I had an interesting experience writing my latest short story. I had intended to make one of the characters a New Yorker. I won’t say why or how it relates to the story because I don’t want to give anything away but more than making the person from New York, I wanted to write his dialogue in the accent and dialect i.e. I wanted to write how it sounds to the ear, not how it is really spelt. I thought I would share with you some of my thoughts on this in today’s blog post.
Before that if you don’t mind too much I’ll quickly update you on some of the issues I brought up in my last blog post.
Well, importantly… I secured a job! It’s a huge relief because it is exactly what I was after. A part time position in the organization I had at the top of my wish list. It gives me enough time to focus on my writing and my company but it is also a really interesting role in a meaningful area so I feel happy that I can put my skills and experience towards something worthwhile.
Getting a job means getting some money and if you recall I mentioned one of my priorities would be to start exercising again… I have kept to my word and I start training tomorrow morning at 11am. I’m really looking forward to it but I know it is going to be painful and embarrassing. I haven’t trained properly for a good few years now and what is more I have put on over a stone and a half (10kg more or less) since coming back from Spain… that means a significant number of near-death experiences over the coming weeks as I am put through my paces.
Anyway, what that all means is that I am close to being back into a routine again; I am sure it will take a little while to adjust to working for an organization again after nearly a year and a half on my own but that’s to be expected. The most important thing is that I can schedule my week again and ensure the balance between the different aspects of my life are in harmony. Cross fingers the next few weeks go well!
Okay, back to writing in an accent.
As I had the idea I immediately thought of one of my favourite books, Sunset Song. It is written in a Scots dialect and I remember the difficulty I had when I first started it and how I really had to persevere. I also remembered how much I loved the book and how deeply I got into it and how after a while I had adjusted to the language and it became part of the wonder of the story.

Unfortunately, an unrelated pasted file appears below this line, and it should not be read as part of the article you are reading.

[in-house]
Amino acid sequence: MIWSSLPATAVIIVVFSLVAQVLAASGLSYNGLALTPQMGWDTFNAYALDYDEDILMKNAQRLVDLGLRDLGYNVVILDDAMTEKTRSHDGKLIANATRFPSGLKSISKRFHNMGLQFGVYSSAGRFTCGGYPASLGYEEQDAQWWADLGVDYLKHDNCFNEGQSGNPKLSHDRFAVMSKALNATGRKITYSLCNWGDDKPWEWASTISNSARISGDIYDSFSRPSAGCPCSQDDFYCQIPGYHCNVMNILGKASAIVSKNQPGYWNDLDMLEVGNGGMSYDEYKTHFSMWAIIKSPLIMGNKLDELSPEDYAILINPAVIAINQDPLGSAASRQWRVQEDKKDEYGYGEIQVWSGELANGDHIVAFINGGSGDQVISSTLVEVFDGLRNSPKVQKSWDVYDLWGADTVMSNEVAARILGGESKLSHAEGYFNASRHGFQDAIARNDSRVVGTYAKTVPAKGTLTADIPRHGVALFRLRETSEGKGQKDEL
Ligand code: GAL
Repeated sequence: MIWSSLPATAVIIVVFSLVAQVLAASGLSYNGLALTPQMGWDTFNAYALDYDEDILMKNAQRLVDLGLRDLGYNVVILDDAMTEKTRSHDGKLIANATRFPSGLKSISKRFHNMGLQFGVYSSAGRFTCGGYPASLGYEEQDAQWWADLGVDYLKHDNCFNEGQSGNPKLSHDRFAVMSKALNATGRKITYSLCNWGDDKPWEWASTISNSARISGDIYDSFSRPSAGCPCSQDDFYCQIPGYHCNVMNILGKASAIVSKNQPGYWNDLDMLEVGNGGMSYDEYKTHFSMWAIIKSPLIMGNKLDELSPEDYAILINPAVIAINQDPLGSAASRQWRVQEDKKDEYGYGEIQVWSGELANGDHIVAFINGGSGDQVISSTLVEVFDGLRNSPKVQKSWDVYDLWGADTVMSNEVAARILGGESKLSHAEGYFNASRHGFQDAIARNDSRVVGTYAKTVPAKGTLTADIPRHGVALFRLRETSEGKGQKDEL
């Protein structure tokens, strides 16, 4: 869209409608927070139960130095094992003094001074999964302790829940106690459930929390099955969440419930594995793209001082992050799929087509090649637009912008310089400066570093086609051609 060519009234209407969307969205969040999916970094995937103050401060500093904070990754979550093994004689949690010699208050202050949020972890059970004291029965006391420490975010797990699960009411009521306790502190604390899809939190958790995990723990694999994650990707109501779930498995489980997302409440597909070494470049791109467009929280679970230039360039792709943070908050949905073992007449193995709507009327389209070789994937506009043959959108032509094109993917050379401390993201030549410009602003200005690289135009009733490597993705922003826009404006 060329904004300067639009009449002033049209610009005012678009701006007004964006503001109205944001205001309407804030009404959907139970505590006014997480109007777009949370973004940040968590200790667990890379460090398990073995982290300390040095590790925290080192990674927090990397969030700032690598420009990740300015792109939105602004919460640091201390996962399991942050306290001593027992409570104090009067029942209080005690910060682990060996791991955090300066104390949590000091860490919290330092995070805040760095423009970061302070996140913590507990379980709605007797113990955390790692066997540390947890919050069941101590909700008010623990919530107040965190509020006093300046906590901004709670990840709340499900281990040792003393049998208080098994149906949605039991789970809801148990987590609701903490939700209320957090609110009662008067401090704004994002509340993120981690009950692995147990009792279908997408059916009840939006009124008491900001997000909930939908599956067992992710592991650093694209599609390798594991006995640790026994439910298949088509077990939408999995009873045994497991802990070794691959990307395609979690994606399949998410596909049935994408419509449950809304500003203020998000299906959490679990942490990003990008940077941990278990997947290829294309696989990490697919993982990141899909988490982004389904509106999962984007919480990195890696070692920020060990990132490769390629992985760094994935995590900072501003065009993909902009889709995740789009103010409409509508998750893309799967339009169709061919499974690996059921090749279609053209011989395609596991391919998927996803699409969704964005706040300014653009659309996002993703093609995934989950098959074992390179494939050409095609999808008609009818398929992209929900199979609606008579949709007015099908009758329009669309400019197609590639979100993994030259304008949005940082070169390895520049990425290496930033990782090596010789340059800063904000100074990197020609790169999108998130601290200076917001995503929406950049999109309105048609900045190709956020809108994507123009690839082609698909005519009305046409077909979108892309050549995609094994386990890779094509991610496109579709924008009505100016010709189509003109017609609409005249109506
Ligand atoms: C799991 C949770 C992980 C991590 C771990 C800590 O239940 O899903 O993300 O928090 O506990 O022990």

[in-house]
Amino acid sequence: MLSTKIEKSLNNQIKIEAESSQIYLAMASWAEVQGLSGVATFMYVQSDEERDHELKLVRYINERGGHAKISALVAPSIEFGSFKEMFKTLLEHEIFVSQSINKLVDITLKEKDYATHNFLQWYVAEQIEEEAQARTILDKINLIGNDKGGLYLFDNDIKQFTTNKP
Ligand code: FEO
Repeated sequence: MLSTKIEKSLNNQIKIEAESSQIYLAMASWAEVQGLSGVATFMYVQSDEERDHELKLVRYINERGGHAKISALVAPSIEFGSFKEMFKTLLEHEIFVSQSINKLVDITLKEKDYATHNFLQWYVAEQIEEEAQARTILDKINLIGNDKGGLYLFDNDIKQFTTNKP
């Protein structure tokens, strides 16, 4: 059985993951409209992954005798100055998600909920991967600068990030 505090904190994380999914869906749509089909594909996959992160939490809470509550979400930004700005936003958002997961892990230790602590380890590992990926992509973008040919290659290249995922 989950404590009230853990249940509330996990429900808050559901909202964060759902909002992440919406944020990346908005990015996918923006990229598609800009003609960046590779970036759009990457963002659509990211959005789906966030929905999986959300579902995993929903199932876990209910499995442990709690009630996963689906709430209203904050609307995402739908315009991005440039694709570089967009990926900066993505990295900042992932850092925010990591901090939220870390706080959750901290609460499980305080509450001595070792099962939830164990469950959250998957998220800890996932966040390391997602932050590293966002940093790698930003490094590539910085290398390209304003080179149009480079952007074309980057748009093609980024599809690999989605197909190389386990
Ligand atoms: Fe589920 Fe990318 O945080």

Now, the writer of that book (aside from being a genius) knew all about the language because it was his and he had such a masterful control over the phrasing that you could just tell it was written with an authoritative hand. Of course, I am an amateur writer and not for one second comparing myself but there is also another reason why just because it could work for him it may not work for me. I am not a New Yorker. I do not have New Yorker friends. I do not live in New York.
Also, I am not writing the whole thing in the same dialect. It is just one character who doesn’t say a whole lot. I don’t have the time to embed the way he speaks in the readers’ minds. It runs the risk of sticking out and if something sticks out unless it is good it can pull the whole thing down with it. It becomes a major distraction and does a lot of harm.
The answer always seems to be research doesn’t it! If you look something up and learn about it then you generally get a feel of whether you can use it or incorporate it into your work. In my case I visited several websites all dedicated to explaining how to use accents in writing and the tricks involved in bringing a word to life. I also spent hours watching YouTube video after YouTube video of people explaining how their accents work, and specifically, how to speak with a New York accent (there are several distinct geographical areas each with their own way of pronouncing words so excuse me just saying, ‘New York’ as I appreciate there are variations) and giving examples how to change vowel sounds, drag this letter longer, omit this sound, emphasise this letter… and so on.